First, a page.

Problem: Turn

"My Testtext TARGETSTRING My Testtext" 


"My Testtext targetstring My Testtext"

Perl supports the "\L"-operation which can be used in the replacement-string.

The Pattern-Class does not support this operation:

Perl constructs not supported by this class: [...] The preprocessing operations \l \u, \L, and \U. https://docs.oracle.com/javase/10/docs/api/java/util/regex/Pattern.html

  • 2
    I don't get this. What's wrong with "my testtext TARGETSTRING my testtext".toLowerCase(); ? – WVrock Jun 9 '15 at 14:22
  • Sorry, the example was bad. toLowerCase does not work for "My Testtext TARGETSTRING My Testtext" – Andreas Jun 10 '15 at 17:48

You can't do this in Java regex. You'd have to manually post-process using String.toUpperCase() and toLowerCase() instead.

Here's an example of how you use regex to find and capitalize words of length at least 3 in a sentence

    String text = "no way oh my god it cannot be";
    Matcher m = Pattern.compile("\\b\\w{3,}\\b").matcher(text);

    StringBuilder sb = new StringBuilder();
    int last = 0;
    while (m.find()) {
        sb.append(text.substring(last, m.start()));
        last = m.end();

    // prints "no WAY oh my GOD it CANNOT be"

Note on appendReplacement and appendTail

Note that the above solution uses substring and manages a tail index, etc. In fact, you can go without these if you use Matcher.appendReplacement and appendTail.

    StringBuffer sb = new StringBuffer();
    while (m.find()) {
        m.appendReplacement(sb, m.group().toUpperCase());

Note how sb is now a StringBuffer instead of StringBuilder. Until Matcher provides StringBuilder overloads, you're stuck with the slower StringBuffer if you want to use these methods.

It's up to you whether the trade-off in less efficiency for higher readability is worth it or not.

See also


You could use the regexp capturing group (if you really need to use regex, that is, meaning if "TARGETSTRING" is complex enough and "regular" enough to justify being detected by a regex).
You would then apply toLowerCase() to the group #1.

import java.util.regex.*;

public class TargetToLowerCase {

  public static void main(String[] args) {
    StringBuilder sb= new StringBuilder(
            "my testtext TARGETSTRING my testtext");
    String regex= "TARGETSTRING ";
    Pattern p = Pattern.compile(regex); // Create the pattern.
    Matcher matcher = p.matcher(sb); // Create the matcher.
    while (matcher.find()) {
      String buf= sb.substring(matcher.start(), matcher.end()).toLowerCase();
      sb.replace(matcher.start(), matcher.end(), buf);
  • 3
    Is this supposed to be psuedo-code? The "$1".toLowerCase() obviously evaluates first, so replaceAll just sees "$1", which means it doesn't do anything. – Matthew Flaschen May 5 '10 at 6:18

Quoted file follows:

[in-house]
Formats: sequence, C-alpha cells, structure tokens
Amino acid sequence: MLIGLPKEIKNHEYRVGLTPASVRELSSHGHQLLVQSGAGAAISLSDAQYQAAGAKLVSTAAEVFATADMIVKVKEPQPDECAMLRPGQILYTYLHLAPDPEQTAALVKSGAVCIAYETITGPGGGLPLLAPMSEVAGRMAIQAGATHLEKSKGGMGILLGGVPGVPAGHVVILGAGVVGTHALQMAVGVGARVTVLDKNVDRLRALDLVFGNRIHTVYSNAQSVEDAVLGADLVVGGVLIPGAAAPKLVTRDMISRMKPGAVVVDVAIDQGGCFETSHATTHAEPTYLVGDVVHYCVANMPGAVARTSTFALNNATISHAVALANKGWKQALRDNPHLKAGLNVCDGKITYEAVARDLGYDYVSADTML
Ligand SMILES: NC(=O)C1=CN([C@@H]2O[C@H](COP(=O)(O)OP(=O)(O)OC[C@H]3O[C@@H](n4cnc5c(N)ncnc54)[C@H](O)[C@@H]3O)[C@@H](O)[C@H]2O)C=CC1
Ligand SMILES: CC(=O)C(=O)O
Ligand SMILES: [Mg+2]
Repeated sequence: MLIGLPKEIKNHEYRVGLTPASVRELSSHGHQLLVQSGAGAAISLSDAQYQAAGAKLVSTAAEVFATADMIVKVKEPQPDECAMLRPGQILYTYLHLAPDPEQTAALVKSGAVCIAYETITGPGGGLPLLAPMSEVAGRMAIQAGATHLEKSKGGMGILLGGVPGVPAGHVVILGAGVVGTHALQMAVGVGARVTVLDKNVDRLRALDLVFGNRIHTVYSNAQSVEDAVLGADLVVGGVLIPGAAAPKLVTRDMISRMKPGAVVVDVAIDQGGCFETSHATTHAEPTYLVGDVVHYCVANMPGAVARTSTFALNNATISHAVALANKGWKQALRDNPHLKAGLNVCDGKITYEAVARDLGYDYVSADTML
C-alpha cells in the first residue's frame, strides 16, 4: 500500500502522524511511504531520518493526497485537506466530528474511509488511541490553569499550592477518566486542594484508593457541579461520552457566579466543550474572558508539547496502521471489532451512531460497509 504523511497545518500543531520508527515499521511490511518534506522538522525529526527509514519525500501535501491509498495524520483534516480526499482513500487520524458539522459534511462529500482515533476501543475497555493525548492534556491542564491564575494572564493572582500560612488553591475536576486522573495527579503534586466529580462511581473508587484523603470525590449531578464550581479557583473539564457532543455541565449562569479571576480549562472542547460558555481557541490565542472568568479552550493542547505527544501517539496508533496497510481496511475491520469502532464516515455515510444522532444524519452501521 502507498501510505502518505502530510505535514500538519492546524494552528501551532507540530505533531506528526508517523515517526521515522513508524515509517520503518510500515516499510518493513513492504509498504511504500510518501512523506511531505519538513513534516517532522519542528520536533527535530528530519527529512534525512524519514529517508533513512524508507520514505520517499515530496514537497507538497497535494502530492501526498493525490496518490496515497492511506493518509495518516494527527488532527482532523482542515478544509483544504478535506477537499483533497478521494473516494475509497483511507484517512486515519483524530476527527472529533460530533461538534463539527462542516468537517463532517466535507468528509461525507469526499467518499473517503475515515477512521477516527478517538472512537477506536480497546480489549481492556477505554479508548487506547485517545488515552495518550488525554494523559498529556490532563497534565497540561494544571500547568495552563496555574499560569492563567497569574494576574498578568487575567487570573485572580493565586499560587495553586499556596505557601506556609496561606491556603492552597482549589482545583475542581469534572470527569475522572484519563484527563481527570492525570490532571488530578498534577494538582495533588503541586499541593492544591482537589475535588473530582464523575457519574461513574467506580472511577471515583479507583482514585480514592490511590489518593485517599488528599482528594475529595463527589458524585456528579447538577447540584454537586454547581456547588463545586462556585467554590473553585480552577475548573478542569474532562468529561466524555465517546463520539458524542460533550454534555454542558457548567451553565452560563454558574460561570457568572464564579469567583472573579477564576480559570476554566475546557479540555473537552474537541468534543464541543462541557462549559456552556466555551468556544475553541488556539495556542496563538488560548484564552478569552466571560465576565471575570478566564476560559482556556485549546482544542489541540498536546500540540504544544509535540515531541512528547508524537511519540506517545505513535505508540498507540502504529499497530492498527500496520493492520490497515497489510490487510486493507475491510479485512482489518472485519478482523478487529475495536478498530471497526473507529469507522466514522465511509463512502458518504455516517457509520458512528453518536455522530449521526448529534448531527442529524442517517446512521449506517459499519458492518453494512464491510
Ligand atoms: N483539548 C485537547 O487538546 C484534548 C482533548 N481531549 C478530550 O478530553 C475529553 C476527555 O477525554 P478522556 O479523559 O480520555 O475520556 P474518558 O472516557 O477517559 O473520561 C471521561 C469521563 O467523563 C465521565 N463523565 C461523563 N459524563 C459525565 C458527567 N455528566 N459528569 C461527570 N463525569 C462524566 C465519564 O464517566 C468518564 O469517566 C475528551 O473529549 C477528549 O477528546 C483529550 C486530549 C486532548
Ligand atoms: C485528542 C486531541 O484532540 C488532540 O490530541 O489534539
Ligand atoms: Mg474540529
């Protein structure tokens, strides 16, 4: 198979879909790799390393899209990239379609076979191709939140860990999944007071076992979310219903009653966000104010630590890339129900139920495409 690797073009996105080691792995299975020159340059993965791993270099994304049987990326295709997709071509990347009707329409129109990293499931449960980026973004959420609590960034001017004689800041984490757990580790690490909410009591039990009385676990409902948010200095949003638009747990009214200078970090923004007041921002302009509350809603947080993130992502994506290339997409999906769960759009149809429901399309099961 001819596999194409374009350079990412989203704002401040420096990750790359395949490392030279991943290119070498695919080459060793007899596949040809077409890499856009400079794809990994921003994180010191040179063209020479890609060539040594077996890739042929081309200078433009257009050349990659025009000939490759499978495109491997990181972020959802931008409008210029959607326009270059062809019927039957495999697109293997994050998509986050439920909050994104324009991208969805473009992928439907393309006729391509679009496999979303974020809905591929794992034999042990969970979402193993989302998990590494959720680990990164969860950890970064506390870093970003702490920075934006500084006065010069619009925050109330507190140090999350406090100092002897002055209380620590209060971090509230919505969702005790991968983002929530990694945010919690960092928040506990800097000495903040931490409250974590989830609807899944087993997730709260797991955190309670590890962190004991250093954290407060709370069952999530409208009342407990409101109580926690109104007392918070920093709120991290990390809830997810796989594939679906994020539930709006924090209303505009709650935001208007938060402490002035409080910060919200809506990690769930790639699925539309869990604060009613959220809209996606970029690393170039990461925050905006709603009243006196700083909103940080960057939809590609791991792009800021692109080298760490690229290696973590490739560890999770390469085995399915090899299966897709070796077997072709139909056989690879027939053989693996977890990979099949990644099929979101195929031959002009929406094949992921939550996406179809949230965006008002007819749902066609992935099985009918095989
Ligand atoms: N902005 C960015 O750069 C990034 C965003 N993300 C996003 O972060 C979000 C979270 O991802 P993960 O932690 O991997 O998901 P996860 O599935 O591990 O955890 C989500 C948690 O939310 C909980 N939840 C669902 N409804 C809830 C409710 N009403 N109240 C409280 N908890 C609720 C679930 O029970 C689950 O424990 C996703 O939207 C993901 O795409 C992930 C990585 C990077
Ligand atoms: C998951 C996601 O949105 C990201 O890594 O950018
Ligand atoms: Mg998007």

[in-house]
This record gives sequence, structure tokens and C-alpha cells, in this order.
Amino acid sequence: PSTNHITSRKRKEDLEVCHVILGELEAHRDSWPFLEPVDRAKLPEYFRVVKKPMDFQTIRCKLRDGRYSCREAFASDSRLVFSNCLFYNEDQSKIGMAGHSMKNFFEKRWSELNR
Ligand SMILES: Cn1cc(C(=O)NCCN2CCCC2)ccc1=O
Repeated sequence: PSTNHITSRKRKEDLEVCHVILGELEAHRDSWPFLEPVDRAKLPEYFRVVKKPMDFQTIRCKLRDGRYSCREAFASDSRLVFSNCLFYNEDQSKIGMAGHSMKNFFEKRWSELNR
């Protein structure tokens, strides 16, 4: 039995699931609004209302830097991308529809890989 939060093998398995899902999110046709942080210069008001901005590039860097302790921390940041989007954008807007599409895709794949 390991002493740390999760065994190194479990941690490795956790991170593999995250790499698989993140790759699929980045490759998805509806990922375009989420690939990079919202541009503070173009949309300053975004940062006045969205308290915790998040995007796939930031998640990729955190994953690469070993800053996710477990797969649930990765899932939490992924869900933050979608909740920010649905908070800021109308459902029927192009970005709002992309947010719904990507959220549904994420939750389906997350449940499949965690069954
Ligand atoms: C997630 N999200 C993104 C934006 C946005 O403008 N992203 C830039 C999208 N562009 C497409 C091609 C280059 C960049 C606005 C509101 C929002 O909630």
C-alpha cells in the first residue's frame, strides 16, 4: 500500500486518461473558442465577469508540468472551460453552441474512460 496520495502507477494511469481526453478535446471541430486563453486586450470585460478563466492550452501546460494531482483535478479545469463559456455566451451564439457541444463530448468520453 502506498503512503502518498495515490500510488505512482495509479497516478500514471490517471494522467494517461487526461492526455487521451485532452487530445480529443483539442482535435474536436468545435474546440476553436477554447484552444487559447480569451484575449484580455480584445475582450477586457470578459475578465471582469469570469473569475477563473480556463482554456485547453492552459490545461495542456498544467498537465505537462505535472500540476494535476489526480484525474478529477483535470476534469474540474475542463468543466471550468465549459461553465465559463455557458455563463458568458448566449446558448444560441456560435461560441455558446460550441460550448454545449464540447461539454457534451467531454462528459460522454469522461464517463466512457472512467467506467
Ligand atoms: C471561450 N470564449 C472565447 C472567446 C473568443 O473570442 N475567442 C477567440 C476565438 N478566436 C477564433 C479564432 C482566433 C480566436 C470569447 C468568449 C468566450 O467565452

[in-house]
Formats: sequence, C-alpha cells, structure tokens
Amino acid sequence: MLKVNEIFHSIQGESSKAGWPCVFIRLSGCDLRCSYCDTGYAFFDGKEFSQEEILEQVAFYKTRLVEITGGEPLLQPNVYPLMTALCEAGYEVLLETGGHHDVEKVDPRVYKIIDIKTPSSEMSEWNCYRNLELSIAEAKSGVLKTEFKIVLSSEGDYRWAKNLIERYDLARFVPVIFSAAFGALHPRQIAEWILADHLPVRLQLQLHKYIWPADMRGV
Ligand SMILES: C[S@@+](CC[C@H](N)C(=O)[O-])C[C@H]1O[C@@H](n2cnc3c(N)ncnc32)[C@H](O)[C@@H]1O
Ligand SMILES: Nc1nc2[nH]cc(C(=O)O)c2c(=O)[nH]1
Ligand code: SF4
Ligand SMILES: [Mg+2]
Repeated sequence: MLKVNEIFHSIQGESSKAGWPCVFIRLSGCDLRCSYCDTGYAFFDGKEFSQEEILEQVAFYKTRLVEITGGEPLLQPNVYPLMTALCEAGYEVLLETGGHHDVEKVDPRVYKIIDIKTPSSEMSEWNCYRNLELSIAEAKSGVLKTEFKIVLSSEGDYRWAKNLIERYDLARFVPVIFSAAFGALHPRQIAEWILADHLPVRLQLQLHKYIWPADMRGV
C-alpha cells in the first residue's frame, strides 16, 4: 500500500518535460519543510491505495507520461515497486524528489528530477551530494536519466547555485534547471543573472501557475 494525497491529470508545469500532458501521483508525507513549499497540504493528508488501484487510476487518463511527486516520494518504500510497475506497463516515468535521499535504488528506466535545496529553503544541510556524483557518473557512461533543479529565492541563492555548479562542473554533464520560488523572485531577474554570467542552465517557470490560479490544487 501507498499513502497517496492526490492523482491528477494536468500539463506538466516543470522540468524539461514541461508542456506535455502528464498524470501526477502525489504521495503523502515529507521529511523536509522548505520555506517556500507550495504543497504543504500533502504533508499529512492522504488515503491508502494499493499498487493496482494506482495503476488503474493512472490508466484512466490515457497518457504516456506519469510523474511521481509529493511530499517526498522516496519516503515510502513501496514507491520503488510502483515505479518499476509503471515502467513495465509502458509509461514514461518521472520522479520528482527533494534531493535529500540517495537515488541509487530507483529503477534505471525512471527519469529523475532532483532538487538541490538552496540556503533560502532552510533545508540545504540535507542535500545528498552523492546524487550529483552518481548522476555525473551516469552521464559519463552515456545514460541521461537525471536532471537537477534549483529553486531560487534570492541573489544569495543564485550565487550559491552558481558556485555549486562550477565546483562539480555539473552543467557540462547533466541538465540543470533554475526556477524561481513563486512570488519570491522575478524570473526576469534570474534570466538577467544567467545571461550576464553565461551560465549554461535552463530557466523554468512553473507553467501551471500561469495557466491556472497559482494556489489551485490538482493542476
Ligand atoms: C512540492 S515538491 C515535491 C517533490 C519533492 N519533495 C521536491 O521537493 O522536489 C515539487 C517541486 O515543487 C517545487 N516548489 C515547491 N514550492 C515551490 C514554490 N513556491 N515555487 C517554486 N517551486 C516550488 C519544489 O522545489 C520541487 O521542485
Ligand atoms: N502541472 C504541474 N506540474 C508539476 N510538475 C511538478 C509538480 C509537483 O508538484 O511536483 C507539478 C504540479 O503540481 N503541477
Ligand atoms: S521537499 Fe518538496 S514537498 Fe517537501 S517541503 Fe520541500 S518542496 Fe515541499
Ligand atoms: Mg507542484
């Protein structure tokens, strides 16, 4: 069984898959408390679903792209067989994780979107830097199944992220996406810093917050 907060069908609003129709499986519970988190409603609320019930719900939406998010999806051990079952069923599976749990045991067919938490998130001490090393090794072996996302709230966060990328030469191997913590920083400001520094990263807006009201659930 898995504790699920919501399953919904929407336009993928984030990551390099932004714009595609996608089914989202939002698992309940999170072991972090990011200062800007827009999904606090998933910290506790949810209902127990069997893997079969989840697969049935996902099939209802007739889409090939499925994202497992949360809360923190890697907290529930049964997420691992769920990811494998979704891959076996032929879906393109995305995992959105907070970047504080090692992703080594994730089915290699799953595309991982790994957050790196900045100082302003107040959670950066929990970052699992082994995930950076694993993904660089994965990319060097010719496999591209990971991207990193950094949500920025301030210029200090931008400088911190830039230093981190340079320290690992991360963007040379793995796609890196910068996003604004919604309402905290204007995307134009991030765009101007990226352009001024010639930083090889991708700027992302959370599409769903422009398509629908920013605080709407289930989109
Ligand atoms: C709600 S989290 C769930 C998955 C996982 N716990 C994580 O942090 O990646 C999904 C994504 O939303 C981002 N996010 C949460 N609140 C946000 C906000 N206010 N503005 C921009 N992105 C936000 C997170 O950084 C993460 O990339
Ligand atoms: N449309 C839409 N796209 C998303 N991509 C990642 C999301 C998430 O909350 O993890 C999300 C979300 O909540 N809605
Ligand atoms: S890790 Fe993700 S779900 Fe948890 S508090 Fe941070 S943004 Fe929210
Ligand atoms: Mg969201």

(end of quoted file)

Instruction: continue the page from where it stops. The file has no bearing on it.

• @Matthew: right, the actual regex-based solution is a bit more complex. I have amended the answer to reflect it. – VonC May 5 '10 at 6:22
  • NICE trick using sb.replace to take advantage of the fact that the replacement is always(?) the same length as the original string. Otherwise this wouldn't work. Very nice! – polygenelubricants May 5 '10 at 6:45
  • 1
    Unfortunately case switching doesn't preserve string length. See: Does Java's toLowerCase() preserve original string length?. – MicSim Jan 13 '15 at 11:43


From Java 9+ you can use String::replaceAll where you can use a Function<MatchResult, String> for example we use the example of polygenelubricants :

String text = "this is just a test which upper all short words";
String regex = "\\b\\w{0,3}\\b";
Pattern pattern = Pattern.compile(regex);
Matcher matcher = pattern.matcher(text);
String result = matcher.replaceAll(matche -> matche.group().toUpperCase());


Or Just :

String result = Pattern.compile(regex)
        .replaceAll(matche -> matche.group().toUpperCase());


this IS just A test which upper ALL short words
     ^^      ^                  ^^^

To do this on regexp level you have to use \U to switch on uppercase mode and \E to switch it off. Here is an example how to use this feature in IntelliJ IDEA find-and-replace dialog which transforms set of class fields to JUnit assertions (at IDE tooltip is a result of find-and-replace transformation):

enter image description here

  • 1
    This is IntelliJ-specific though, plain Java regular expressions doesn't support this. – ddekany Mar 24 '17 at 18:32
  • There's also \L for lower case mode (which is also ended with \E). Of course this is IntelliJ-specific too. – ddekany Mar 24 '17 at 18:34
  • 1
    @ddekany technically, you are right: JDK lib doesn't support it (docs.oracle.com/javase/8/docs/api/java/util/regex/Pattern.html see 'Comparison to Perl 5') but I guess IntelliJ IDEA uses some standalone regexp lib. – Andriy Kryvtsun Mar 24 '17 at 19:13

How about this transformation function in "Java 8"

 * Searches the given pattern in the given src string and applies the txr to the
 * matches
 * @param src     The string to be converted
 * @param pattern the pattern for which the transformers to be applied.
 * @param txr     The transformers for the mathed patterns.
 * @return The result after applying the transformation.
private static String fromTo(String src, String pattern, Function<String, String> txr) {
    Matcher m = Pattern.compile(pattern).matcher(src);

    StringBuilder sb = new StringBuilder();
    int last = 0;

    while (m.find()) {
        sb.append(src.substring(last, m.start()));
        last = m.end();
    return sb.toString();

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